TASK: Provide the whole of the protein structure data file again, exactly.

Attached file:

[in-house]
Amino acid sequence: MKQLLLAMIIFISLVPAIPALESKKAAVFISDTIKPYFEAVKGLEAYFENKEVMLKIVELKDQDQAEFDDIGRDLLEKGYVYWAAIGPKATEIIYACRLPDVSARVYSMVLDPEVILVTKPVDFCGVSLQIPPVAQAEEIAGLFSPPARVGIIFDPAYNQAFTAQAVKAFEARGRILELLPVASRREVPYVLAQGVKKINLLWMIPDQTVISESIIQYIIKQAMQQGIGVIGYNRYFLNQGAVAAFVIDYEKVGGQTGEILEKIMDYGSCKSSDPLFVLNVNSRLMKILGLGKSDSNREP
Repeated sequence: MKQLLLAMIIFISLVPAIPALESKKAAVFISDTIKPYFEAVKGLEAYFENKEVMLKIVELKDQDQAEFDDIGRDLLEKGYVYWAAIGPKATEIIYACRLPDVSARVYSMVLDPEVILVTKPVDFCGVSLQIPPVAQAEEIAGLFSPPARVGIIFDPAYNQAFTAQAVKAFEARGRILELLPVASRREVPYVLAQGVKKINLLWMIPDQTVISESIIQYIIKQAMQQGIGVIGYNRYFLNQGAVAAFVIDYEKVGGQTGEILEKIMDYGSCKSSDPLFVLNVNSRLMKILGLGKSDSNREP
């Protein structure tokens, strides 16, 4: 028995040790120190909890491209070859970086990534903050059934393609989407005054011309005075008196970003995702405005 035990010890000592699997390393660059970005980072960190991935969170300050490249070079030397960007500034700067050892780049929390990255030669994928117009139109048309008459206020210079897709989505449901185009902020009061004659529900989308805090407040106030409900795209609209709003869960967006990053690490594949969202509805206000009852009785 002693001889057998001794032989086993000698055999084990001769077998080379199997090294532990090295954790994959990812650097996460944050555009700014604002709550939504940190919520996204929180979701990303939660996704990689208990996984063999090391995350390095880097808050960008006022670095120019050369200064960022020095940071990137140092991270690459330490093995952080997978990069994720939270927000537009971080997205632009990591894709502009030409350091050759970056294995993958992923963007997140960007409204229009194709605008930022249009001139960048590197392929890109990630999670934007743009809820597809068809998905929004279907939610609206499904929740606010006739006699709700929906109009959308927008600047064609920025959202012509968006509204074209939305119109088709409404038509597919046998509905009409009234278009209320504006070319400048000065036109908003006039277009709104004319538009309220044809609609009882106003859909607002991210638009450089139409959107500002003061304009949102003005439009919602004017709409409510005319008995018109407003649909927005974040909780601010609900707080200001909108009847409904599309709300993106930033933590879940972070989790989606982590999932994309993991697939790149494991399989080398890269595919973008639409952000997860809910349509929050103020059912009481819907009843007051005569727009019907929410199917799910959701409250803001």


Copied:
[in-house]
Amino acid sequence: MKQLLLAMIIFISLVPAIPALESKKAAVFISDTIKPYFEAVKGLEAYFENKEVMLKIVELKDQDQAEFDDIGRDLLEKGYVYWAAIGPKATEIIYACRLPDVSARVYSMVLDPEVILVTKPVDFCGVSLQIPPVAQAEEIAGLFSPPARVGIIFDPAYNQAFTAQAVKAFEARGRILELLPVASRREVPYVLAQGVKKINLLWMIPDQTVISESIIQYIIKQAMQQGIGVIGYNRYFLNQGAVAAFVIDYEKVGGQTGEILEKIMDYGSCKSSDPLFVLNVNSRLMKILGLGKSDSNREP
Repeated sequence: MKQLLLAMIIFISLVPAIPALESKKAAVFISDTIKPYFEAVKGLEAYFENKEVMLKIVELKDQDQAEFDDIGRDLLEKGYVYWAAIGPKATEIIYACRLPDVSARVYSMVLDPEVILVTKPVDFCGVSLQIPPVAQAEEIAGLFSPPARVGIIFDPAYNQAFTAQAVKAFEARGRILELLPVASRREVPYVLAQGVKKINLLWMIPDQTVISESIIQYIIKQAMQQGIGVIGYNRYFLNQGAVAAFVIDYEKVGGQTGEILEKIMDYGSCKSSDPLFVLNVNSRLMKILGLGKSDSNREP
């Protein structure tokens, strides 16, 4: 028995040790120190909890491209070859970086990534903050059934393609989407005054011309005075008196970003995702405005 035990010890000592699997390393660059970005980072960190991935969170300050490249070079030397960007500034700067050892780049929390990255030669994928117009139109048309008459206020210079897709989505449901185009902020009061004659529900989308805090407040106030409900795209609209709003869960967006990053690490594949969202509805206000009852009785 002693001889057998001794032989086993000698055999084990001769077998080379199997090294532990090295954790994959990812650097996460944050555009700014604002709550939504940190919520996204929180979701990303939660996704990689208990996984063999090391995350390095880097808050960008006022670095120019050369200064960022020095940071990137140092991270690459330490093995952080997978990069994720939270927000537009971080997205632009990591894709502009030409350091050759970056294995993958992923963007997140960007409204229009194709605008930022249009001139960048590197392929890109990630999670934007743009809820597809068809998905929004279907939610609206499904929740606010006739006699709700929906109009959308927008600047064609920025959202012509968006509204074209939305119109088709409404038509597919046998509905009409009234278009209320504006070319400048000065036109908003006039277009709104004319538009309220044809609609009882106003859909607002991210638009450089139409959107500002003061304009949102003005439009919602004017709409409510005319008995018109407003649909927005974040909780601010609900707080200001909108009847409904599309709300993106930033933590879940972070989790989606982590999932994309993991697939790149494991399989080398890269595919973008639409952000997860809910349509929050103020059912009481819907009843007051005569727009019907929410199917799910959701409250803001």